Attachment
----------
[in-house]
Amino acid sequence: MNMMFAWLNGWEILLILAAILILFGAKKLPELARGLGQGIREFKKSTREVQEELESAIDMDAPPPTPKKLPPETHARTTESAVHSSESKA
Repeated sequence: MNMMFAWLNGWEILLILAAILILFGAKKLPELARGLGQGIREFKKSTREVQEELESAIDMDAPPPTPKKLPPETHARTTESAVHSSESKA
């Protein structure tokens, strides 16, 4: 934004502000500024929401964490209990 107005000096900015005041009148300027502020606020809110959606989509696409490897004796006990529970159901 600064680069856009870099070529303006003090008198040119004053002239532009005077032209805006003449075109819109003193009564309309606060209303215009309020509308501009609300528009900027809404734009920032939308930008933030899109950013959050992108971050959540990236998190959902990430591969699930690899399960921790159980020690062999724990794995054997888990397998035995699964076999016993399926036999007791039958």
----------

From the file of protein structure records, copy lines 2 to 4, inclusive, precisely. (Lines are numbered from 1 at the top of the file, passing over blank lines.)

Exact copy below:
Amino acid sequence: MNMMFAWLNGWEILLILAAILILFGAKKLPELARGLGQGIREFKKSTREVQEELESAIDMDAPPPTPKKLPPETHARTTESAVHSSESKA
Repeated sequence: MNMMFAWLNGWEILLILAAILILFGAKKLPELARGLGQGIREFKKSTREVQEELESAIDMDAPPPTPKKLPPETHARTTESAVHSSESKA
């Protein structure tokens, strides 16, 4: 934004502000500024929401964490209990 107005000096900015005041009148300027502020606020809110959606989509696409490897004796006990529970159901 600064680069856009870099070529303006003090008198040119004053002239532009005077032209805006003449075109819109003193009564309309606060209303215009309020509308501009609300528009900027809404734009920032939308930008933030899109950013959050992108971050959540990236998190959902990430591969699930690899399960921790159980020690062999724990794995054997888990397998035995699964076999016993399926036999007791039958």